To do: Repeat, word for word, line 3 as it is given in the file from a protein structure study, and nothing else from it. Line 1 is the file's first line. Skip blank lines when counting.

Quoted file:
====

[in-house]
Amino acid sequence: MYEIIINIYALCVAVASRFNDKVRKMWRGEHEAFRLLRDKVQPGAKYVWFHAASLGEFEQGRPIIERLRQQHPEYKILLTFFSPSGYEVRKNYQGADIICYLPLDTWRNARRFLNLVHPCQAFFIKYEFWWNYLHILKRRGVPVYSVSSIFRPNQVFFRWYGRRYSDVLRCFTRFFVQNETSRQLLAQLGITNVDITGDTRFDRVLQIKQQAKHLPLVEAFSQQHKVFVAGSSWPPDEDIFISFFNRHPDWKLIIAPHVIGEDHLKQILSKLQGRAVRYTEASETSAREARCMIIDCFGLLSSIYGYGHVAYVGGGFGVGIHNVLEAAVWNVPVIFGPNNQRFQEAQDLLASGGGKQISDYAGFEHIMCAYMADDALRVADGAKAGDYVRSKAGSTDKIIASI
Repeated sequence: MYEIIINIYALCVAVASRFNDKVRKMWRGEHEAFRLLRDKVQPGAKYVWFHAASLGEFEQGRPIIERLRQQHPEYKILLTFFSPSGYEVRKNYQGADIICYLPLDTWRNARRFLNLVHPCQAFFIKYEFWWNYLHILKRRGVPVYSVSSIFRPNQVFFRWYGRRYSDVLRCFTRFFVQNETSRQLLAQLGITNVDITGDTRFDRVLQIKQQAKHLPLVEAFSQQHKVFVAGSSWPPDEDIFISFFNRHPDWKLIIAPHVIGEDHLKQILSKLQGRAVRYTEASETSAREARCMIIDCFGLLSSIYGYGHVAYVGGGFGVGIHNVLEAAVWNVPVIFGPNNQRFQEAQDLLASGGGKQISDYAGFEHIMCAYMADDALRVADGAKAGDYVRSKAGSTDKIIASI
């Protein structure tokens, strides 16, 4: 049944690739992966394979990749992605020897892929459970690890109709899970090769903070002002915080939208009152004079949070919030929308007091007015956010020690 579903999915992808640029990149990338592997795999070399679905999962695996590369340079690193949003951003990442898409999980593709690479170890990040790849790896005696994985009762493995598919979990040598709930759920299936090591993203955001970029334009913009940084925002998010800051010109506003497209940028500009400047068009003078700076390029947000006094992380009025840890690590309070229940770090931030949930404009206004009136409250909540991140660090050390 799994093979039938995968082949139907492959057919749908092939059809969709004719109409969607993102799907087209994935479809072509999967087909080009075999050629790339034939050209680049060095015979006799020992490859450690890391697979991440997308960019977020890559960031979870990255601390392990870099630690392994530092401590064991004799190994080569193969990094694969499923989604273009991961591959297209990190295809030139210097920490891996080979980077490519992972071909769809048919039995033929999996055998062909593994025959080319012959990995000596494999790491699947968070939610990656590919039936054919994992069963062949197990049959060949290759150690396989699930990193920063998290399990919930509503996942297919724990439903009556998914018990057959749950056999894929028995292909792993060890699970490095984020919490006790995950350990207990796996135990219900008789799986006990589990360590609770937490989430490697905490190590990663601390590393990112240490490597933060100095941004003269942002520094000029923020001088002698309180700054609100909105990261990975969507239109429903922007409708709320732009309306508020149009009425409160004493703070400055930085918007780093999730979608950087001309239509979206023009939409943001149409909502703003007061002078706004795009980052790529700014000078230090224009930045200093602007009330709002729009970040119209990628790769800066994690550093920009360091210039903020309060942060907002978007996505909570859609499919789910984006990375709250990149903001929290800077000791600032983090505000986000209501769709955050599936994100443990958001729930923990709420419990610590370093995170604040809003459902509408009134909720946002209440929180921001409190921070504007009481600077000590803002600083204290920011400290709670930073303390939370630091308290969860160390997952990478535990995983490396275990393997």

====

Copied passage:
Repeated sequence: MYEIIINIYALCVAVASRFNDKVRKMWRGEHEAFRLLRDKVQPGAKYVWFHAASLGEFEQGRPIIERLRQQHPEYKILLTFFSPSGYEVRKNYQGADIICYLPLDTWRNARRFLNLVHPCQAFFIKYEFWWNYLHILKRRGVPVYSVSSIFRPNQVFFRWYGRRYSDVLRCFTRFFVQNETSRQLLAQLGITNVDITGDTRFDRVLQIKQQAKHLPLVEAFSQQHKVFVAGSSWPPDEDIFISFFNRHPDWKLIIAPHVIGEDHLKQILSKLQGRAVRYTEASETSAREARCMIIDCFGLLSSIYGYGHVAYVGGGFGVGIHNVLEAAVWNVPVIFGPNNQRFQEAQDLLASGGGKQISDYAGFEHIMCAYMADDALRVADGAKAGDYVRSKAGSTDKIIASI